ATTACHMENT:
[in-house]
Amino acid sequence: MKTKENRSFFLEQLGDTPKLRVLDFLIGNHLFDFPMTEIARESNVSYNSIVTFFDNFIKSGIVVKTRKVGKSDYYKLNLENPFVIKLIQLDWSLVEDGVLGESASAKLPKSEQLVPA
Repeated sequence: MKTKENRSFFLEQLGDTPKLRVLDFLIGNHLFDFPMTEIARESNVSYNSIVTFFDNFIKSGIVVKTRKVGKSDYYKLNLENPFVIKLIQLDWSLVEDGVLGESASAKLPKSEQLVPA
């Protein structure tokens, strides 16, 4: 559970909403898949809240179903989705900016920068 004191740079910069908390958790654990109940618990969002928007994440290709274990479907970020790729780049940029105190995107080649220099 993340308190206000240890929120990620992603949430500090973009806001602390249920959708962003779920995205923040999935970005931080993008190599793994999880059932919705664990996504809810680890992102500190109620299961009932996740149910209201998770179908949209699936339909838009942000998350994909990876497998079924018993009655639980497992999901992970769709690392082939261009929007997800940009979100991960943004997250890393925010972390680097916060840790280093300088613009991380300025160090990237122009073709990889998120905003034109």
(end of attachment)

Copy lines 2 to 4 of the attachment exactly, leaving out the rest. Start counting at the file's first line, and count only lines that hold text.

Amino acid sequence: MKTKENRSFFLEQLGDTPKLRVLDFLIGNHLFDFPMTEIARESNVSYNSIVTFFDNFIKSGIVVKTRKVGKSDYYKLNLENPFVIKLIQLDWSLVEDGVLGESASAKLPKSEQLVPA
Repeated sequence: MKTKENRSFFLEQLGDTPKLRVLDFLIGNHLFDFPMTEIARESNVSYNSIVTFFDNFIKSGIVVKTRKVGKSDYYKLNLENPFVIKLIQLDWSLVEDGVLGESASAKLPKSEQLVPA
């Protein structure tokens, strides 16, 4: 559970909403898949809240179903989705900016920068 004191740079910069908390958790654990109940618990969002928007994440290709274990479907970020790729780049940029105190995107080649220099 993340308190206000240890929120990620992603949430500090973009806001602390249920959708962003779920995205923040999935970005931080993008190599793994999880059932919705664990996504809810680890992102500190109620299961009932996740149910209201998770179908949209699936339909838009942000998350994909990876497998079924018993009655639980497992999901992970769709690392082939261009929007997800940009979100991960943004997250890393925010972390680097916060840790280093300088613009991380300025160090990237122009073709990889998120905003034109």